Observe the complex birth of an SSD

The solid-state drive, one of the greatest upgrades available for any modern computer, gets the making-of video treatment by one of the largest memory manufacturers in the world.

Micron, one of the largest NAND manufacturers in the world, invested $1.5 billion in research and development to create SSDs. Screenshot by Christopher MacManus/CNET

When I finally upgraded my desktop computer's hard drive to an SSD, I nearly slapped myself for not doing it sooner. There's just something so magical about your computer booting up in less than 10 seconds, or watching games load in a blink of an eye.

Memory makers Crucial and Micron released a video that shows the manufacturing process behind the SSD, and in some ways, the speedy drive represents a work of art.

The montage reveals how a silicon wafer, housed in an ultraclean room fit for Howard Hughes, undergoes a cutting process that produces hundreds of individual flash memory chips. Creating the circuits in the memory requires mind-bending levels of scientific design, as the circuitry paths are 5,000 times narrower than a human hair.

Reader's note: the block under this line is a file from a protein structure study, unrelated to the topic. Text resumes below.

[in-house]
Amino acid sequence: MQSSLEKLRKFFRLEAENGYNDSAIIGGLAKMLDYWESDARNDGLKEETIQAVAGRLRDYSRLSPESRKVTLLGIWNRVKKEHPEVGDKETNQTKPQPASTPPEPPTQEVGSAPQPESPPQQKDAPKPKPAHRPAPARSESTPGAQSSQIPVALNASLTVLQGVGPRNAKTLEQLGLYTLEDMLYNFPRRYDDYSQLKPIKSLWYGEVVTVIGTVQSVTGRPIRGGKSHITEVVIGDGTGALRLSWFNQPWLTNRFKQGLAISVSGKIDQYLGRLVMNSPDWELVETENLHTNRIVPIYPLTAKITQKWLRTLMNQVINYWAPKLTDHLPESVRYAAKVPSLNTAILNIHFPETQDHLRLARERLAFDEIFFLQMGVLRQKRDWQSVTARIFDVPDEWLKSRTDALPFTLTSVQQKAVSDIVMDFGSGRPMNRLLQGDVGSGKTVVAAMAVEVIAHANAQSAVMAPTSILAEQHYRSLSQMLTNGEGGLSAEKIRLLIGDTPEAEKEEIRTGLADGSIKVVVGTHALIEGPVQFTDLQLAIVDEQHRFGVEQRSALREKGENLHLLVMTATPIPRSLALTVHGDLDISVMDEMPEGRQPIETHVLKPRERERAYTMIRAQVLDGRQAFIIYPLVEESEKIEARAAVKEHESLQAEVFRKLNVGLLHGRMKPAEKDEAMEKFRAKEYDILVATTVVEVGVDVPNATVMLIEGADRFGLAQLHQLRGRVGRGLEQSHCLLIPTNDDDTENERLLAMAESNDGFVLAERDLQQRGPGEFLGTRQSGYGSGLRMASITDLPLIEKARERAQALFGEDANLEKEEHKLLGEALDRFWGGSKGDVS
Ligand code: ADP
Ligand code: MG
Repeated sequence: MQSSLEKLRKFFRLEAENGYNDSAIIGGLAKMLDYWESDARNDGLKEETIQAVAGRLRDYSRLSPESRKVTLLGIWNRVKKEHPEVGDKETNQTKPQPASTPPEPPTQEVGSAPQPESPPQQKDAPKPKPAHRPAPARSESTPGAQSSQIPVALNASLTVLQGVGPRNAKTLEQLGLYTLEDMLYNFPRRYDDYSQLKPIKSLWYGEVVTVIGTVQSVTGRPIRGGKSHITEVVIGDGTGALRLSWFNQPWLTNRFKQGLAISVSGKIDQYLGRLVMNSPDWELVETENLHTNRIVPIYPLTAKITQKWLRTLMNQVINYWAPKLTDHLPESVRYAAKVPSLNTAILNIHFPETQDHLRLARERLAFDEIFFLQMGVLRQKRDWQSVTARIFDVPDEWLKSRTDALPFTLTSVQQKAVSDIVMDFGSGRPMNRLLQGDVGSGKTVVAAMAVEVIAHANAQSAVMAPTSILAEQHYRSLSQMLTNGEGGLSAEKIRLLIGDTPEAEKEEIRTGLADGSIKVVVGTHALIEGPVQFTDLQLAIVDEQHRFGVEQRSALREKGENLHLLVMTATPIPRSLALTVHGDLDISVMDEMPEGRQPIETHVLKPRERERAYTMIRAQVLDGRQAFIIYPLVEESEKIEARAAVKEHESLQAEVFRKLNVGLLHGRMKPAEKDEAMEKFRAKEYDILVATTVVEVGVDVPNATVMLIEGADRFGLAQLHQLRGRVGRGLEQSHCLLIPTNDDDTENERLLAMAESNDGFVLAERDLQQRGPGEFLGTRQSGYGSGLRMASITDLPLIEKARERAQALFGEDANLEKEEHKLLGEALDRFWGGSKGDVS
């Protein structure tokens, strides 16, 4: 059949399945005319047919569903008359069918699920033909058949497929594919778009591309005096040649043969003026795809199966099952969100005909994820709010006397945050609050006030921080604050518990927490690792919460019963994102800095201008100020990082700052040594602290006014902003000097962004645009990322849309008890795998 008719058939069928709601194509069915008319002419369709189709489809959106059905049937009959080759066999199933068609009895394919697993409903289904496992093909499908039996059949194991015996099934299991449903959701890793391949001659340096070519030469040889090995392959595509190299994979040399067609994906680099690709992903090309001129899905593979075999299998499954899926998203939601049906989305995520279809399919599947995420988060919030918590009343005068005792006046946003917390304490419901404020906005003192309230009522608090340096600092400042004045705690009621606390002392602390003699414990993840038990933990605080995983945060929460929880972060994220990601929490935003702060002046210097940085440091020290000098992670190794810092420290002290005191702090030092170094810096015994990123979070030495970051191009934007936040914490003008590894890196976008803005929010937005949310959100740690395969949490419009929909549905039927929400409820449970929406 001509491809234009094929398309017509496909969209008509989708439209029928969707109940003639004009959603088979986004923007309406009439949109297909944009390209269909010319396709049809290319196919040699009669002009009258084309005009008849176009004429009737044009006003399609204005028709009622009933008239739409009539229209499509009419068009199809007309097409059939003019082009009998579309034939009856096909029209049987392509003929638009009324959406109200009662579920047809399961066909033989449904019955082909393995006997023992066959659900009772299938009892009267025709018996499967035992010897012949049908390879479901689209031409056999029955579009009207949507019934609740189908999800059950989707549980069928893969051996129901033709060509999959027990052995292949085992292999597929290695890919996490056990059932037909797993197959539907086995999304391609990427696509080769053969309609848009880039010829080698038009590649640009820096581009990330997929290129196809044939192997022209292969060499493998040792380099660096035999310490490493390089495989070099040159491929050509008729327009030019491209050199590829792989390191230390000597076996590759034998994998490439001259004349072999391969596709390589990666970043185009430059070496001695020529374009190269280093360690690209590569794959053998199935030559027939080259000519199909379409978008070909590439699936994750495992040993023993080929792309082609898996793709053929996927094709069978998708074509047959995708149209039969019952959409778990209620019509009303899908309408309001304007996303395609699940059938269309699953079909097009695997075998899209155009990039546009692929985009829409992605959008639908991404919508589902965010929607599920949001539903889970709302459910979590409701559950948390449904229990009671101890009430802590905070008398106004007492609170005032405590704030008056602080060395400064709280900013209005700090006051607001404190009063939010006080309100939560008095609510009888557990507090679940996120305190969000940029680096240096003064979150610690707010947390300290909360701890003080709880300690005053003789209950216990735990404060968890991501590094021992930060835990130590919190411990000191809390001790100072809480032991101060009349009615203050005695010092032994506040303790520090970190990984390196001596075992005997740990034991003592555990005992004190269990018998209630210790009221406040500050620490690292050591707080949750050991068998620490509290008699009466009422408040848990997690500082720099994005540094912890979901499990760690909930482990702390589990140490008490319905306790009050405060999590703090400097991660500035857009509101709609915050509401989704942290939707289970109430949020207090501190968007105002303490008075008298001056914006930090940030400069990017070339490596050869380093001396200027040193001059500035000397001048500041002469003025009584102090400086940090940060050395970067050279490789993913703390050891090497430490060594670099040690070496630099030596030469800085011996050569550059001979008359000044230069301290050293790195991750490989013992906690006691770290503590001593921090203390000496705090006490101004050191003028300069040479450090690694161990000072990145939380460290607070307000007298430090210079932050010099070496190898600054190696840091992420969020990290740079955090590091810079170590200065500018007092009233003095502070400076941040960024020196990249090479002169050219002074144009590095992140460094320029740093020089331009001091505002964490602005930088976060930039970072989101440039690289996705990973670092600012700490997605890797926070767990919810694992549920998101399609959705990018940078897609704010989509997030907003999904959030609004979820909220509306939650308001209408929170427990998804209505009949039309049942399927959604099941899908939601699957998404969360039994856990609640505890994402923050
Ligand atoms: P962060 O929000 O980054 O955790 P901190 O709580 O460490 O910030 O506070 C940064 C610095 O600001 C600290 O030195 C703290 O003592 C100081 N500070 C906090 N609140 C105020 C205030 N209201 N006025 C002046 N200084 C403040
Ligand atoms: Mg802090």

A machine then connects the cut chips to a circuit board with solid gold wire (check out that spool!), and from there the chip undergoes further cutting, protecting, and testing. Not many people get a chance to get a good, solid look at these industrial facilities, which I would essentially label as "geek porn." Enjoy.

About the author

Crave contributor Christopher MacManus regularly spends his time exploring the latest in science, gaming, and geek culture -- aiming to provide a fun and informative look at some of the most marvelous subjects from around the world.

 

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